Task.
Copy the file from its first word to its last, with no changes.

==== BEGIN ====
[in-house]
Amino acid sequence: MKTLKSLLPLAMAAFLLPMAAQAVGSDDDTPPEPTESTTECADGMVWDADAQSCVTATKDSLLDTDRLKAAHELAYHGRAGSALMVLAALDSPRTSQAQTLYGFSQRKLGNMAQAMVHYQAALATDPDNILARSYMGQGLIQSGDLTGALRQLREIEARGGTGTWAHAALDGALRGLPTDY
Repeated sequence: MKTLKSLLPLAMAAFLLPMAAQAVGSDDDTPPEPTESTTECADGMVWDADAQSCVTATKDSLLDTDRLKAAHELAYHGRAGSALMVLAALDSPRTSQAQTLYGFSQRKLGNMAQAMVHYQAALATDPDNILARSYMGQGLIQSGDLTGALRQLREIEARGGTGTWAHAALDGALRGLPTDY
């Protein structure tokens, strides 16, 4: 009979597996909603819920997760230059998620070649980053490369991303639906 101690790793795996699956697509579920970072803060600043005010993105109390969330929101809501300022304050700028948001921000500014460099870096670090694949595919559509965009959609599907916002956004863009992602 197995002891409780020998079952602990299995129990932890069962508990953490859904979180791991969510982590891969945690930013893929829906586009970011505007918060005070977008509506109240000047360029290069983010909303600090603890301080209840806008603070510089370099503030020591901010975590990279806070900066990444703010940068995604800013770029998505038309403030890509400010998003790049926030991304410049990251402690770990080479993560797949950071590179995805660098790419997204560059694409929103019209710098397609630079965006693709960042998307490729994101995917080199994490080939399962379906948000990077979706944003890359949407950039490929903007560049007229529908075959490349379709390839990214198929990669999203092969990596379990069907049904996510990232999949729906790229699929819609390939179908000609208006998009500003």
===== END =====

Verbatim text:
[in-house]
Amino acid sequence: MKTLKSLLPLAMAAFLLPMAAQAVGSDDDTPPEPTESTTECADGMVWDADAQSCVTATKDSLLDTDRLKAAHELAYHGRAGSALMVLAALDSPRTSQAQTLYGFSQRKLGNMAQAMVHYQAALATDPDNILARSYMGQGLIQSGDLTGALRQLREIEARGGTGTWAHAALDGALRGLPTDY
Repeated sequence: MKTLKSLLPLAMAAFLLPMAAQAVGSDDDTPPEPTESTTECADGMVWDADAQSCVTATKDSLLDTDRLKAAHELAYHGRAGSALMVLAALDSPRTSQAQTLYGFSQRKLGNMAQAMVHYQAALATDPDNILARSYMGQGLIQSGDLTGALRQLREIEARGGTGTWAHAALDGALRGLPTDY
């Protein structure tokens, strides 16, 4: 009979597996909603819920997760230059998620070649980053490369991303639906 101690790793795996699956697509579920970072803060600043005010993105109390969330929101809501300022304050700028948001921000500014460099870096670090694949595919559509965009959609599907916002956004863009992602 197995002891409780020998079952602990299995129990932890069962508990953490859904979180791991969510982590891969945690930013893929829906586009970011505007918060005070977008509506109240000047360029290069983010909303600090603890301080209840806008603070510089370099503030020591901010975590990279806070900066990444703010940068995604800013770029998505038309403030890509400010998003790049926030991304410049990251402690770990080479993560797949950071590179995805660098790419997204560059694409929103019209710098397609630079965006693709960042998307490729994101995917080199994490080939399962379906948000990077979706944003890359949407950039490929903007560049007229529908075959490349379709390839990214198929990669999203092969990596379990069907049904996510990232999949729906790229699929819609390939179908000609208006998009500003």